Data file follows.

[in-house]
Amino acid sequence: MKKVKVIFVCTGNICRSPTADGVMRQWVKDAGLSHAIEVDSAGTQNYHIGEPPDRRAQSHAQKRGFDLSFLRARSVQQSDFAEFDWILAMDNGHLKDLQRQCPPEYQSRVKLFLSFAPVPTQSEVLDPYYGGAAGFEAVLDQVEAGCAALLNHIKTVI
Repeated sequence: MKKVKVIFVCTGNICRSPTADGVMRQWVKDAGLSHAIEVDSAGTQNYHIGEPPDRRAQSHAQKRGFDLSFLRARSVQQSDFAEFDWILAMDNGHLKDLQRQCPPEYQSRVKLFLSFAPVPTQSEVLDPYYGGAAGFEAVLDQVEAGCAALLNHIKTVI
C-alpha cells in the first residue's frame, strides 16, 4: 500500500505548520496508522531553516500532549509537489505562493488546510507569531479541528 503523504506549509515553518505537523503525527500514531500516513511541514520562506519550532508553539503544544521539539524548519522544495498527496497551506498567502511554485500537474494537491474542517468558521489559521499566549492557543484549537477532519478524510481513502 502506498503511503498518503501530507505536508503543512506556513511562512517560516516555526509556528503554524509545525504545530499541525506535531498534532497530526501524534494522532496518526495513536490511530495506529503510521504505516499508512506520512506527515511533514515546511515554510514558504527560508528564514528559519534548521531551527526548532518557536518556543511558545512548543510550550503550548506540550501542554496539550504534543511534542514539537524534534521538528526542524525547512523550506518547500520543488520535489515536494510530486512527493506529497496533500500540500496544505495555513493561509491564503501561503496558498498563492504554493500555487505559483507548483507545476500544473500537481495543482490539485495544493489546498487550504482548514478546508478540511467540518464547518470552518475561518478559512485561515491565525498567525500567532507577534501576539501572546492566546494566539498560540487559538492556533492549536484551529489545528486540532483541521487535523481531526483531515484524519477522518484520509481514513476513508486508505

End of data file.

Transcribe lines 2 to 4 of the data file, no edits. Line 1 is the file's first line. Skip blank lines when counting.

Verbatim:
Amino acid sequence: MKKVKVIFVCTGNICRSPTADGVMRQWVKDAGLSHAIEVDSAGTQNYHIGEPPDRRAQSHAQKRGFDLSFLRARSVQQSDFAEFDWILAMDNGHLKDLQRQCPPEYQSRVKLFLSFAPVPTQSEVLDPYYGGAAGFEAVLDQVEAGCAALLNHIKTVI
Repeated sequence: MKKVKVIFVCTGNICRSPTADGVMRQWVKDAGLSHAIEVDSAGTQNYHIGEPPDRRAQSHAQKRGFDLSFLRARSVQQSDFAEFDWILAMDNGHLKDLQRQCPPEYQSRVKLFLSFAPVPTQSEVLDPYYGGAAGFEAVLDQVEAGCAALLNHIKTVI
C-alpha cells in the first residue's frame, strides 16, 4: 500500500505548520496508522531553516500532549509537489505562493488546510507569531479541528 503523504506549509515553518505537523503525527500514531500516513511541514520562506519550532508553539503544544521539539524548519522544495498527496497551506498567502511554485500537474494537491474542517468558521489559521499566549492557543484549537477532519478524510481513502 502506498503511503498518503501530507505536508503543512506556513511562512517560516516555526509556528503554524509545525504545530499541525506535531498534532497530526501524534494522532496518526495513536490511530495506529503510521504505516499508512506520512506527515511533514515546511515554510514558504527560508528564514528559519534548521531551527526548532518557536518556543511558545512548543510550550503550548506540550501542554496539550504534543511534542514539537524534534521538528526542524525547512523550506518547500520543488520535489515536494510530486512527493506529497496533500500540500496544505495555513493561509491564503501561503496558498498563492504554493500555487505559483507548483507545476500544473500537481495543482490539485495544493489546498487550504482548514478546508478540511467540518464547518470552518475561518478559512485561515491565525498567525500567532507577534501576539501572546492566546494566539498560540487559538492556533492549536484551529489545528486540532483541521487535523481531526483531515484524519477522518484520509481514513476513508486508505